As remembered by Ron Carver
April 14, 2017
Bill Light died on April 13, 2017 at age 76. Below is a letter I wrote and his children read to him a few days ago. The attached poem and painting were created by Bill in 1964 shortly after his release from the Starkville Jail.
My Dear Bill,
Death puts our lives in perspective. Your friendship has meant so much to me.
We met when I was just an 18 year-old kid right out of high school. You were the older college graduate, an engineer who chose to come to Mississippi to help out the freedom movement for a few months...and then decided to stay.
There were three of us on the project. You and our project director Ron Bridgeforth and me.
We both jumped into unknown territory, dangerous work, and an opportunity to learn so much from local heroes facing far greater risks than we were.
There was Mrs. Lora Graham out in Maben so strong and tough that the Klan feared coming into her neighborhood. There was Sidney Lomax and his wonderful wife Virgie right down the street from us in Starkville. They had indoor plumbing and let us use their bathtub to wash up and their kitchen for making hot breakfasts of eggs, grits and biscuits from scratch.
And the woman further up the street whose stories sounded just like William Faulkner's. (It turned out that she had been the source of many Faulkner stories.)
Then there was the black doctor, Douglas Connor, who treated us for free, and the elegant, tall Lester Evans who ran the barbershop downtown where men gathered and gossiped.
And the folks at the Circle Inn truck stop out on Highway 82 where we would go and read aloud poems by Langston Hughes.
You insisted that we should open a Freedom School to teach older people how to register to vote, even though in 1964 that seemed like a pipe dream.
And you put your heart and soul into encouraging the school age kids to paint and write poems. I still have your jailhouse poem and painting framed on my wall.
Working and learning from you meant so much then and has continued to all through my life.
I cherish nothing from those days more than your friendship. Facing our fears together. Walking door to door. Trying new approaches of outreach to the community...together.
Listening to jazz and R&B on our phonograph on the front porch of our one and a half room shack as we shaved using water from the spigot in the front patch of dirt and weeds.
Running out through the winter's cold rain to the outhouse in the back. Talking late into the night about our lives.
Back then we had short lives but long conversations...how could that be?
Your voice was always soothing. Your perspective was always positive. Your friendship was always solid, reliable, enduring. And is forever important to me.
As I look back at my life, I feel fortunate to have met and worked with wonderful people on important projects promoting social justice.
You were the first. You remain an inspiration. I send you hugs and my love, my brother. Peace be with you,
Campaigns for Social Justice
Labor Heritage Foundation's Fasanella Public Domain Project
Institute for Policy Studies
As remembered by Miriam Cohen
April 15, 2017
Bill Light was a gentle, caring man.
Bill was open with sharing his feelings and what was going on in his life. This made for long deep conversations. And it allowed his friends to feel close to him and to help him. He fought to live as long as he possibly could against cancer, a stroke and heart problems.
A Stanford grad, in Engineering, I think what he saw happening in the civil rights movement caused him to change his life's work. He loved his chosen profession of carpentry. He proudly showed photos of beautifully crafted furniture he had designed and made.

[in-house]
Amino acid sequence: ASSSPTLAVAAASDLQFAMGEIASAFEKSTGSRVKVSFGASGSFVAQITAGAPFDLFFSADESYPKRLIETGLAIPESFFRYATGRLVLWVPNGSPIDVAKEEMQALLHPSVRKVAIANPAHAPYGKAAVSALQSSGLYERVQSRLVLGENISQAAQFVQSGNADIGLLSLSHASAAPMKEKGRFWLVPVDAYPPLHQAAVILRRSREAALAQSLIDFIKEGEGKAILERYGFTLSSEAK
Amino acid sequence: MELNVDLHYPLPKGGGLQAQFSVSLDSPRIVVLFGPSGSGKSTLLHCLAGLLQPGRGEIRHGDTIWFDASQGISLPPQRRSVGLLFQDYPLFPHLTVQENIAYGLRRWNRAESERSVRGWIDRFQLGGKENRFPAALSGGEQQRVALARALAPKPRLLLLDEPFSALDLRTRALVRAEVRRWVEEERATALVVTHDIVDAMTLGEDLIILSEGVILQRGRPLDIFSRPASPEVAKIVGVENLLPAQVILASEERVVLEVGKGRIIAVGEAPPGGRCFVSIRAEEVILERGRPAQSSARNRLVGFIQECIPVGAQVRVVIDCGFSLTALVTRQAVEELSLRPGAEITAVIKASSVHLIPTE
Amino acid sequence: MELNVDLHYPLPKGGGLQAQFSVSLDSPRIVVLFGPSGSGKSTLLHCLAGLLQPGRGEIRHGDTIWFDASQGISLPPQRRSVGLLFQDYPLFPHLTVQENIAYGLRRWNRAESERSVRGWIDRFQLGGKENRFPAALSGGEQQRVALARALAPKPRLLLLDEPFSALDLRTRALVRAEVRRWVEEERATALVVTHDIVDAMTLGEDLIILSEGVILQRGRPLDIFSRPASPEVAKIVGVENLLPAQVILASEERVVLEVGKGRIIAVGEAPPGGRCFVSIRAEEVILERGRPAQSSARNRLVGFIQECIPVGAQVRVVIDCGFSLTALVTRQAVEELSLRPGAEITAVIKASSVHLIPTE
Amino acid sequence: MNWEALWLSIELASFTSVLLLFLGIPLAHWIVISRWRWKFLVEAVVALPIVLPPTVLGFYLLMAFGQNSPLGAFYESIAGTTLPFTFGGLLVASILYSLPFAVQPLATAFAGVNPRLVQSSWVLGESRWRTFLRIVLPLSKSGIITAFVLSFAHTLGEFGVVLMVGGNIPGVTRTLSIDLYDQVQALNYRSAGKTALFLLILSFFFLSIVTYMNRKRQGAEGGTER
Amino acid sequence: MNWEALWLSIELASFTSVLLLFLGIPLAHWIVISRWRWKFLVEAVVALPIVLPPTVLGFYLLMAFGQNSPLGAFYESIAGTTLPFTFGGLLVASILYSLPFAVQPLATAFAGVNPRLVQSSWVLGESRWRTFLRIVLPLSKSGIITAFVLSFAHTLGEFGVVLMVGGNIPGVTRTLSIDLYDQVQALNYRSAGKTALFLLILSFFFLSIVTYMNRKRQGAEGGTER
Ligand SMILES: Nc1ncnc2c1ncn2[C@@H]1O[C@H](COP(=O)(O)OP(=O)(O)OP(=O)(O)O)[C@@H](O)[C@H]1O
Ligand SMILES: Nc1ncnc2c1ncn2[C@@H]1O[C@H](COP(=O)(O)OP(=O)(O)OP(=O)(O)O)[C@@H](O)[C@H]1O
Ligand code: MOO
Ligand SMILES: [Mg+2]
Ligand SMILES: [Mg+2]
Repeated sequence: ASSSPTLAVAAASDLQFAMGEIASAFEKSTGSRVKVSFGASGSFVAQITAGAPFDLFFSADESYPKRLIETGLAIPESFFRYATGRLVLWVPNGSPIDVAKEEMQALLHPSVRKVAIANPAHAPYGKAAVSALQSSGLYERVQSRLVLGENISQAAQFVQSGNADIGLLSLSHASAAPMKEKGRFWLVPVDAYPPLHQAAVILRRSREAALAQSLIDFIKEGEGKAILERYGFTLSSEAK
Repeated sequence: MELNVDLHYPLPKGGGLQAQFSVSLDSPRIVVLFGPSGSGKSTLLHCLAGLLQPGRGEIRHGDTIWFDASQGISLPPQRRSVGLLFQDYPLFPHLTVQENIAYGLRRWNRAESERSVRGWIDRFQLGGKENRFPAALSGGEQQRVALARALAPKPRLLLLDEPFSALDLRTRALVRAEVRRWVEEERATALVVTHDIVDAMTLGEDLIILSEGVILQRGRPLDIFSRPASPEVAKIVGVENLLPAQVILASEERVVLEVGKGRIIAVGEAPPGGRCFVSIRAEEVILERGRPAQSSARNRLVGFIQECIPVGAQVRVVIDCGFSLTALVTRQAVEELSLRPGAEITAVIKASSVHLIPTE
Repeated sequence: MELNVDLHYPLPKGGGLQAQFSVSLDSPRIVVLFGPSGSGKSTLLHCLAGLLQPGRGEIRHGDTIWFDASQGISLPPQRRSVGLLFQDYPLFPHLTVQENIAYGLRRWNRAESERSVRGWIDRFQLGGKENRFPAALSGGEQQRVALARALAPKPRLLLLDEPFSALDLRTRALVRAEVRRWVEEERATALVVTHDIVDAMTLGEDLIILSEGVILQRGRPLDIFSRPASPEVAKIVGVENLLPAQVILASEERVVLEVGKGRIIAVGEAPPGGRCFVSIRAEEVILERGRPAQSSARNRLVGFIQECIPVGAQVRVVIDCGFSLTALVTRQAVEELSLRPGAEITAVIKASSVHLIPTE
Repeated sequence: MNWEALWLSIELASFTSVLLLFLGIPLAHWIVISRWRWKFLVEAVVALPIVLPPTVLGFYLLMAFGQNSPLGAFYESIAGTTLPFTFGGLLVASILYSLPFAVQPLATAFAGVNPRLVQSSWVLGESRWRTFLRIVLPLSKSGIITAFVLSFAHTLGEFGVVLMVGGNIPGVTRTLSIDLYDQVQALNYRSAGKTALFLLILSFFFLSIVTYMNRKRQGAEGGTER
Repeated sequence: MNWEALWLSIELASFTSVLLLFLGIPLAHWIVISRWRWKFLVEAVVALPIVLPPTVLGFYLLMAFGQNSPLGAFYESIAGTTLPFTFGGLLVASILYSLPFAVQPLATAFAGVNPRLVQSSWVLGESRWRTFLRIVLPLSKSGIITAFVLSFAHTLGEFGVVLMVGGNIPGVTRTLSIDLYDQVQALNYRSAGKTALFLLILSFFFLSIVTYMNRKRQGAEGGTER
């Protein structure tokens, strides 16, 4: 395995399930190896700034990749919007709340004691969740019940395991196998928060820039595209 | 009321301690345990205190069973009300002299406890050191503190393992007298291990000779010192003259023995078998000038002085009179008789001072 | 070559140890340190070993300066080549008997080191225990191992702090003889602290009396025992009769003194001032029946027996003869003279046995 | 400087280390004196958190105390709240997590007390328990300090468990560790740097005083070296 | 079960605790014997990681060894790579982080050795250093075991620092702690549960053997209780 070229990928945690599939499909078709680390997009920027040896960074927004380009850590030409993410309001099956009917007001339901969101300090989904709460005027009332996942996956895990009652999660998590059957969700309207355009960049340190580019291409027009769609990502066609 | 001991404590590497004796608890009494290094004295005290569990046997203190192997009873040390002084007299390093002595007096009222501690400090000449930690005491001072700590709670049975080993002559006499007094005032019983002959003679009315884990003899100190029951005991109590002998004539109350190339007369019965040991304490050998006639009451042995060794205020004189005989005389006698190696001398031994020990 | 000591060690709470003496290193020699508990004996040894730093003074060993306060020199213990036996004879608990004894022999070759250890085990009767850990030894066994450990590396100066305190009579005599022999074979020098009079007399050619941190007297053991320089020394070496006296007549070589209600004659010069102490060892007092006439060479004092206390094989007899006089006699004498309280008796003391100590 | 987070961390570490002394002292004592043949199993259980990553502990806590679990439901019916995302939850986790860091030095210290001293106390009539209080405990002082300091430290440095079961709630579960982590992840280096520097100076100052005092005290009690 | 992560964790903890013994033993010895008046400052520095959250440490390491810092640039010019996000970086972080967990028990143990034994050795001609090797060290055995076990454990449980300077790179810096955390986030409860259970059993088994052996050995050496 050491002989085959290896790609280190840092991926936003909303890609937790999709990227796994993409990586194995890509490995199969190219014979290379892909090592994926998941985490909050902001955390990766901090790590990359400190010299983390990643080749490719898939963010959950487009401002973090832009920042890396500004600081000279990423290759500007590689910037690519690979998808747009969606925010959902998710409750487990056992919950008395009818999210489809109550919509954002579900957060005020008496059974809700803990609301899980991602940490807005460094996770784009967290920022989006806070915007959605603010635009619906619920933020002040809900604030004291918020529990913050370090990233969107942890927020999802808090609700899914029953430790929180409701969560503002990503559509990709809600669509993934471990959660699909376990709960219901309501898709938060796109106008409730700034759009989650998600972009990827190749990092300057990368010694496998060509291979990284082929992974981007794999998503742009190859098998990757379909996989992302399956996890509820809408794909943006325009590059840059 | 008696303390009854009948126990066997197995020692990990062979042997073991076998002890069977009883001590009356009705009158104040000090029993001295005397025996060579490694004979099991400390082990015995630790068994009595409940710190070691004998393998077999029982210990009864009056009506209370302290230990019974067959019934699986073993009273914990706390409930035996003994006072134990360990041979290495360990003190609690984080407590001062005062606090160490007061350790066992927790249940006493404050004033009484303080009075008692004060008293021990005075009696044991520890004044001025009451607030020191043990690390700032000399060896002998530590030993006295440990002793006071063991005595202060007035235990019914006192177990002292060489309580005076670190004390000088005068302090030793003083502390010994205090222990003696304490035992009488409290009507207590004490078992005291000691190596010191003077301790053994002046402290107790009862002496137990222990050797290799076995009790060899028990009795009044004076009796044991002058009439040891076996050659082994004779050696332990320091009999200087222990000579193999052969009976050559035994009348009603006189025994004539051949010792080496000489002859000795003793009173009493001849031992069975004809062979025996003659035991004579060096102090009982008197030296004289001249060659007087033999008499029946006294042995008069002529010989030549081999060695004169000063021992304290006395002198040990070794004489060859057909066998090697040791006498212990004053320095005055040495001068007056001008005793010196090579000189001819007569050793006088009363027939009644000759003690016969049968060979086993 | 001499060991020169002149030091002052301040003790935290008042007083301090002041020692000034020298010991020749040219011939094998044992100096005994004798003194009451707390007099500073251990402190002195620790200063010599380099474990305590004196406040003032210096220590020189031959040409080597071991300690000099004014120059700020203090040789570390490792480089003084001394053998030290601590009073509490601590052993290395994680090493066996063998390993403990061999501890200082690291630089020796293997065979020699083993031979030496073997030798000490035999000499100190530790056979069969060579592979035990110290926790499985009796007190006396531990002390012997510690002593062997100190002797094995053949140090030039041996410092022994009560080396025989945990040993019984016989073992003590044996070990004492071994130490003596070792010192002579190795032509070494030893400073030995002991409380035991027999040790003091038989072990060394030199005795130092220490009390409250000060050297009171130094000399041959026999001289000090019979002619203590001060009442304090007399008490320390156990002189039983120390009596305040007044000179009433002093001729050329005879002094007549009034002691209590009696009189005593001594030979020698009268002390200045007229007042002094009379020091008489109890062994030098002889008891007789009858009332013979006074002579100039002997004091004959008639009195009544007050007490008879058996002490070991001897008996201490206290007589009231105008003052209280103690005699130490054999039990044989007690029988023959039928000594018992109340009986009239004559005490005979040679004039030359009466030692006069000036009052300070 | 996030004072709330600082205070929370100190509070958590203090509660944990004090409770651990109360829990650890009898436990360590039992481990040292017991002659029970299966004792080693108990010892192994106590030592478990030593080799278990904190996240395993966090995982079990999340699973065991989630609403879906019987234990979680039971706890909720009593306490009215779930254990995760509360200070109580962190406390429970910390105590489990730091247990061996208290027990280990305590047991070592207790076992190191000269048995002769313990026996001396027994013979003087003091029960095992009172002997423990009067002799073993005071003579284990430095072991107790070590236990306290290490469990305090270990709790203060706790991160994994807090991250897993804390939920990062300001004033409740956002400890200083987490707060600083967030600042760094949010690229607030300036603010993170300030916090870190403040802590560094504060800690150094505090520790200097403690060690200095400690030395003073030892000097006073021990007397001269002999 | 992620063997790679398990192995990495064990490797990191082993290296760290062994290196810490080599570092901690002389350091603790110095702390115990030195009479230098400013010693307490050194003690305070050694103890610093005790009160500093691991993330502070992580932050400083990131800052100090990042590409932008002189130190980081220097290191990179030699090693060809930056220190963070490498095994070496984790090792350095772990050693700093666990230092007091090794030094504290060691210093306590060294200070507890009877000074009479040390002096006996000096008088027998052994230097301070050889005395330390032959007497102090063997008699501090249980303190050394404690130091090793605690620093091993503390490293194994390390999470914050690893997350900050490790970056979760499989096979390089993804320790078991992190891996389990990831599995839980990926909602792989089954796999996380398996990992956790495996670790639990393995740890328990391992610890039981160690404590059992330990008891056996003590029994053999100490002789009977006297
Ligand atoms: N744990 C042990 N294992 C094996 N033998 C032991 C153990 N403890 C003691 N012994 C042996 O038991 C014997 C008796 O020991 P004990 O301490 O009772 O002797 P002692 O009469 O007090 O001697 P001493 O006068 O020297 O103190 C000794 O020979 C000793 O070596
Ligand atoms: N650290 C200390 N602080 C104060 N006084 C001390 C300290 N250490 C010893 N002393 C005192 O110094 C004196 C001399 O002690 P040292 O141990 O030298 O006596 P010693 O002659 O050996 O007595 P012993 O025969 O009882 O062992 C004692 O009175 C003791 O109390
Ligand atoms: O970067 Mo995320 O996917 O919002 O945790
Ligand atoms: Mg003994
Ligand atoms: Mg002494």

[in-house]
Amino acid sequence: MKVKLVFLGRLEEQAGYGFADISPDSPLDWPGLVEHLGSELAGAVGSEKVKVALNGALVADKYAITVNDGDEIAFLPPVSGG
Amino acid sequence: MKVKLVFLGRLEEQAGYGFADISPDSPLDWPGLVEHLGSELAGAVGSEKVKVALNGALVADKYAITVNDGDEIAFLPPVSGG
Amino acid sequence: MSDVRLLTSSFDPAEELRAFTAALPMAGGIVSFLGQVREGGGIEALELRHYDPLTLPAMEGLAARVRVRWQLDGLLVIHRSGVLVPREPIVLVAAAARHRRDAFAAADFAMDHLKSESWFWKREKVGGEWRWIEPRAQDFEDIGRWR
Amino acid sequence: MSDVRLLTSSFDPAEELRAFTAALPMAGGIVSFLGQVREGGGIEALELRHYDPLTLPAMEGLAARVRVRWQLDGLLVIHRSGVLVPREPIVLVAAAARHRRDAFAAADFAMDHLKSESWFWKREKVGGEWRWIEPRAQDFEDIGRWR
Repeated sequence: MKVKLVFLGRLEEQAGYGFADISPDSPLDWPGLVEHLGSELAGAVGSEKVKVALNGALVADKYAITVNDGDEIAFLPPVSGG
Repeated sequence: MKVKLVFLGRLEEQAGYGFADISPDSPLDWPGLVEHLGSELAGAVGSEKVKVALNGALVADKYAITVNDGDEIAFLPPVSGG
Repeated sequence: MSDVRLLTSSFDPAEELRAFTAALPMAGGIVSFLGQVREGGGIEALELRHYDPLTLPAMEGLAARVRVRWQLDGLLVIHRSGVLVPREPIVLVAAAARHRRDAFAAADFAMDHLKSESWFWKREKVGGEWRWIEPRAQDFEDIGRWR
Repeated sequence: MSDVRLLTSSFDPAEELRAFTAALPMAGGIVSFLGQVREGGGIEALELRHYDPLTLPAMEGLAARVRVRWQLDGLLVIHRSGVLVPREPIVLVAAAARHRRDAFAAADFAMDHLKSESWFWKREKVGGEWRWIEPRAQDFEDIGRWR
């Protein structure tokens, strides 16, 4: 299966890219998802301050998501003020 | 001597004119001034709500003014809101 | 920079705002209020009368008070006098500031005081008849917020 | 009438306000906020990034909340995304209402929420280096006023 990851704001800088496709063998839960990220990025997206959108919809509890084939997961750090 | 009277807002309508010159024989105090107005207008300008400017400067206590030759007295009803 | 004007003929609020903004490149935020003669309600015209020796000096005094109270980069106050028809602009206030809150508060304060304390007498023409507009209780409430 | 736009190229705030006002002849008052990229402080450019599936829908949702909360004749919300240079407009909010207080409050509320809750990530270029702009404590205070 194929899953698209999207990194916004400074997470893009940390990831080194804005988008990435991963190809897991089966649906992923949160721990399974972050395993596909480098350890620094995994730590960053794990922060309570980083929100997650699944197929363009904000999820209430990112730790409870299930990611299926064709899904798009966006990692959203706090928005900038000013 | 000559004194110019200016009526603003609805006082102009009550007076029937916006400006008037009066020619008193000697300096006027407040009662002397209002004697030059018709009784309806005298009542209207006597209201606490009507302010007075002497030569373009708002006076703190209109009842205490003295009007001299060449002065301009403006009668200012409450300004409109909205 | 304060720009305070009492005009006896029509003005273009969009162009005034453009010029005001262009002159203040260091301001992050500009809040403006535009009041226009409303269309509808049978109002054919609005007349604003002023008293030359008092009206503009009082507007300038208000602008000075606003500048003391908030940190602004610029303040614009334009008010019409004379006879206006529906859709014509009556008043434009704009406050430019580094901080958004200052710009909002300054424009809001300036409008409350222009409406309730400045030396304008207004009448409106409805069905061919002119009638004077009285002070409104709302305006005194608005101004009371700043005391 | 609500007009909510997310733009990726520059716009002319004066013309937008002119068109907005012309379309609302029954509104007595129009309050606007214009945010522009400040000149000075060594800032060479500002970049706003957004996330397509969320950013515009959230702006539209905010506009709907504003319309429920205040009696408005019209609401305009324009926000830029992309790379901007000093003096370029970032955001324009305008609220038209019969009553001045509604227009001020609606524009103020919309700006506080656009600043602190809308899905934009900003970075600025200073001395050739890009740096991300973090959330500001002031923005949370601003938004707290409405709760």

We became friends from our civil rights work in SNCC 1964-65 when we both lived and worked in nearby small towns in northeast Mississippi. Later in San Francisco I remember him from the many anti-Vietnam war demonstrations in Golden Gate Park. He would come with his beautiful young daughter on his shoulders.
I think I'm one of many who considered Bill a dear friend.
As remembered by Ron Carver
I first met Bill 53 years ago. I remember the month, the day, the time...as if it was yesterday. It was 6 o'clock on a Sunday, June 21, 1964. That was the day the three young civil rights workers, James Cheney, Andrew Goodman and Mickey Schwerner were arrested, turned over to the KKK, beaten, shot and buried on a farm near Philadelphia, Mississippi.
Bill was manning the phones at the COFO/SNCC state-wide office in Jackson, MS. I was on duty at the national SNCC office in Atlanta.
We talked by phone many times that night, coordinating our efforts to reach out to hospitals, police and the FBI in our futile search for our comrades.
And we continued to talk over the next three months.
Three months later, in September of 1964 we had the opportunity to meet in person and work together on the same project in Starkville, Miss.
There were three of us on that project, the two of us and Ron Bridgeforth who sends his love to Bill's family. We lived and worked out of a two room shack...spigot in the front yard, outhouse out back, a pay phone and a mimeograph machine.
Bill was as impressive at 23 as he was at 76.
He had a commitment to teaching young folks and to organizing their parents, to empowering exploited communities.
For me, a young guy just 18 years old away from home for the first time...Bill was a great support. And not only for me.
Bill was the glue that held the project together, the calm presence that boosted our morale in good times and in the hard and scary times.
I want to read you some of Bill's own reflections from those times. This is from a discussion among Mississippi civil rights veterans, moderated by Ron Bridgeforth and recorded two years ago.
Spoiler alert: here is the take away:
To be a great humanitarian and advocate for social justice, you do not need to be fearless fighter. You just have to dig in and commit yourself in spite of your fears.
These are his words:
"I'm Bill Light. I worked in Mississippi from June of 1964 until September of 1965. In June of 1965, I went down to Jackson from Starkville to participate in a demonstration supporting the Freedom Democratic Party.